According to the Times, down listed below in genteel Pasadena, Thanksgiving 1899 began with a rather problematic masquerade parade of cowboys, Indians, “monks, and freaks” on their method to a ball at the town’s auditorium. At the Pasadena Nation Club there was a turkey shoot, while others participated in a rabbit hunt on Baldwin’s Ranch, which netted 12 rabbits and one human when a man called C. Schmuck fell off his horse.

thanksgiving history los angeles
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“wp-caption wp-has-credits aligncenter”readability=”27”> A turkey shoot in Northridge in 1957 Valley Times Collection through Los Angeles Public Library Photo Collection While the well-off shot turkeys for sport at Pasadena, in the San Fernando Valley ranchers had long raised turkeys as a commercial enterprise. In 1925, the Times reported that folks in the Valley needed to schedule their turkeys early, before they were butchered and carried to L.A. markets for Thanksgiving. 9 years later, the Times approximated that 15,000 Valley turkeys were prepared for the holiday, and would cost 30 to 35 cents each. Simply put, they were valuable.

“This is the season when turkey thieves are active,” the Times reported in 1934. “Valley cops have warned growers to keep a 24-hour watch on their flocks. One cattle ranch keeps a watchman and a gun in a tower in the middle of the cattle ranch, with flood lights shining in the darkest corners. A number of cops dogs back up the watchman, the klieg and the shotgun battery.”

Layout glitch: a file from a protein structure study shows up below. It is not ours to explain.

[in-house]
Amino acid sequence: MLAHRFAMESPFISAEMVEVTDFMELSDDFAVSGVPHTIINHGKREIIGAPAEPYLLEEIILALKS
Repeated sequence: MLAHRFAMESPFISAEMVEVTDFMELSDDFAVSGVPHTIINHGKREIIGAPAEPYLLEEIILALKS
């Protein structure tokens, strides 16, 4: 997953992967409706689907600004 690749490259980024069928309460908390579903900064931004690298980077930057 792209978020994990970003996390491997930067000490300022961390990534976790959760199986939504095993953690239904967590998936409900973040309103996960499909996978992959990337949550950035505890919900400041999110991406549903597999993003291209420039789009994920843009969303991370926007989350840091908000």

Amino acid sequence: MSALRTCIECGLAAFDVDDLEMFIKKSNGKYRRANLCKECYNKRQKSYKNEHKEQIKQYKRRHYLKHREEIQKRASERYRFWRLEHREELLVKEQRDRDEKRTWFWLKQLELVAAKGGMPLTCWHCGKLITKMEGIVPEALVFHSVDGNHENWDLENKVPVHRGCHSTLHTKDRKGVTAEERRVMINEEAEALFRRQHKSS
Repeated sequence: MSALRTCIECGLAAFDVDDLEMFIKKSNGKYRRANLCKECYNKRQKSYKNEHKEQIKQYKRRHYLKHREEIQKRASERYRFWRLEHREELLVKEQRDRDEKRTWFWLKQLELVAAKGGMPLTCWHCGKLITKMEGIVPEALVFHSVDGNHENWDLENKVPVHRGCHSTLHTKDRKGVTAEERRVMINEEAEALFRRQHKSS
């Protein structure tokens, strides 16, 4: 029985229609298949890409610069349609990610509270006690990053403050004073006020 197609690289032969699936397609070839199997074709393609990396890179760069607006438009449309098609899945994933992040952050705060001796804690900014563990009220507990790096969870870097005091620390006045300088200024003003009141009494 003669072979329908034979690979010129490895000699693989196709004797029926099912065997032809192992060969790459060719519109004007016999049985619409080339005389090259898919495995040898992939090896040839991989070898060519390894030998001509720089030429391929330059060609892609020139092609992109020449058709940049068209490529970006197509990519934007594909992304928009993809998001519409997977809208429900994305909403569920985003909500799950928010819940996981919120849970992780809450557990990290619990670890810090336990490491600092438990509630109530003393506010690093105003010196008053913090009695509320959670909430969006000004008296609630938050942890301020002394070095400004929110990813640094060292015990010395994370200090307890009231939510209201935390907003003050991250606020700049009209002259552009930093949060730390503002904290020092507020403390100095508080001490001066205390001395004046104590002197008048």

thanksgiving history
Thanksgiving dinner at the Midnight Objective in 1942 Herald Examiner Collection through Los Angeles Public Library Photo Collection In downtown Los Angeles, locals of Skid Row had been served Thanksgiving dinner by numerous outreach organizations considering that the early 1900s. By the twenties and teenagers, Tom Liddecoat, founder of the Midnight Objective, and William Gooding, head of the Redemption Army, were serving hundreds of men in one sitting for the holiday. In 1921, the Times covered one such Thanksgiving feast for 4 hundred at the Midnight Objective. To acquire entry, the men first needed to endure a long,

laborious spiritual service. According to the reporter: They attempted to be reverent and prospered relatively well, as they joined in singing old-fashioned hymns, to the accompaniment of Miss Ruth Clayton, however when the tune and prayer service came to an end and Mr. Liddecoat “revealed dinner,” religion was momentarily forgotten in a consentaneous rush for the dining room … such a feast it was! Roast beef and gravy, “green” of all varieties, fantastic stacks of white bread, tea and coffee, ice cream and sweet- nothing was desiring.